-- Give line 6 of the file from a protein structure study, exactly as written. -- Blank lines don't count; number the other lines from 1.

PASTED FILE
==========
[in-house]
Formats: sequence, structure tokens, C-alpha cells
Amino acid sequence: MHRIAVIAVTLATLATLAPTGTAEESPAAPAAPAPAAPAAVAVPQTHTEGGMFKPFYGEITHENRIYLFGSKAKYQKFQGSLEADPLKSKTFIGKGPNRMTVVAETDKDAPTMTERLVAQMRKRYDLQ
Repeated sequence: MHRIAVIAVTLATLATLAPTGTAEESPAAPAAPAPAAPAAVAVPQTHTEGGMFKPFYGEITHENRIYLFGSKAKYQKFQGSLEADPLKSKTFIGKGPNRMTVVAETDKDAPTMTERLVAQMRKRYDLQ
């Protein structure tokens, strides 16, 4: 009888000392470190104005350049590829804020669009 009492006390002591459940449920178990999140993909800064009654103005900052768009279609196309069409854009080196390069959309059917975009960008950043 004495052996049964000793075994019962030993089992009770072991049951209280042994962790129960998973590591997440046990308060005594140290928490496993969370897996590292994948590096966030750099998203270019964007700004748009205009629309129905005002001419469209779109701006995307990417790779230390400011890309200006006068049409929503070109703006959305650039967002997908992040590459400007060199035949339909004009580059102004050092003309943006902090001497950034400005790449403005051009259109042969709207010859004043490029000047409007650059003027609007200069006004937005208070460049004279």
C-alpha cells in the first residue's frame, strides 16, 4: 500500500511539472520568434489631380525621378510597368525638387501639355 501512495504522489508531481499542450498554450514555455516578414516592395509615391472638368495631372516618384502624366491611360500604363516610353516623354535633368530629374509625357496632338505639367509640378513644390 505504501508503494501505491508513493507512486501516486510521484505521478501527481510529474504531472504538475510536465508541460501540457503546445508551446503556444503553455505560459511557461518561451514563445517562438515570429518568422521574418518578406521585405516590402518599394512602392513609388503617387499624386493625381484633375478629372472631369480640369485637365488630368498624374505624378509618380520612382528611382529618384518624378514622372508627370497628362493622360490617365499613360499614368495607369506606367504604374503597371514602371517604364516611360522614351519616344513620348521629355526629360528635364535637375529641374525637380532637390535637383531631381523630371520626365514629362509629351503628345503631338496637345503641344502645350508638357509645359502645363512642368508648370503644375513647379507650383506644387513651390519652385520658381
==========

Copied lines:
C-alpha cells in the first residue's frame, strides 16, 4: 500500500511539472520568434489631380525621378510597368525638387501639355 501512495504522489508531481499542450498554450514555455516578414516592395509615391472638368495631372516618384502624366491611360500604363516610353516623354535633368530629374509625357496632338505639367509640378513644390 505504501508503494501505491508513493507512486501516486510521484505521478501527481510529474504531472504538475510536465508541460501540457503546445508551446503556444503553455505560459511557461518561451514563445517562438515570429518568422521574418518578406521585405516590402518599394512602392513609388503617387499624386493625381484633375478629372472631369480640369485637365488630368498624374505624378509618380520612382528611382529618384518624378514622372508627370497628362493622360490617365499613360499614368495607369506606367504604374503597371514602371517604364516611360522614351519616344513620348521629355526629360528635364535637375529641374525637380532637390535637383531631381523630371520626365514629362509629351503628345503631338496637345503641344502645350508638357509645359502645363512642368508648370503644375513647379507650383506644387513651390519652385520658381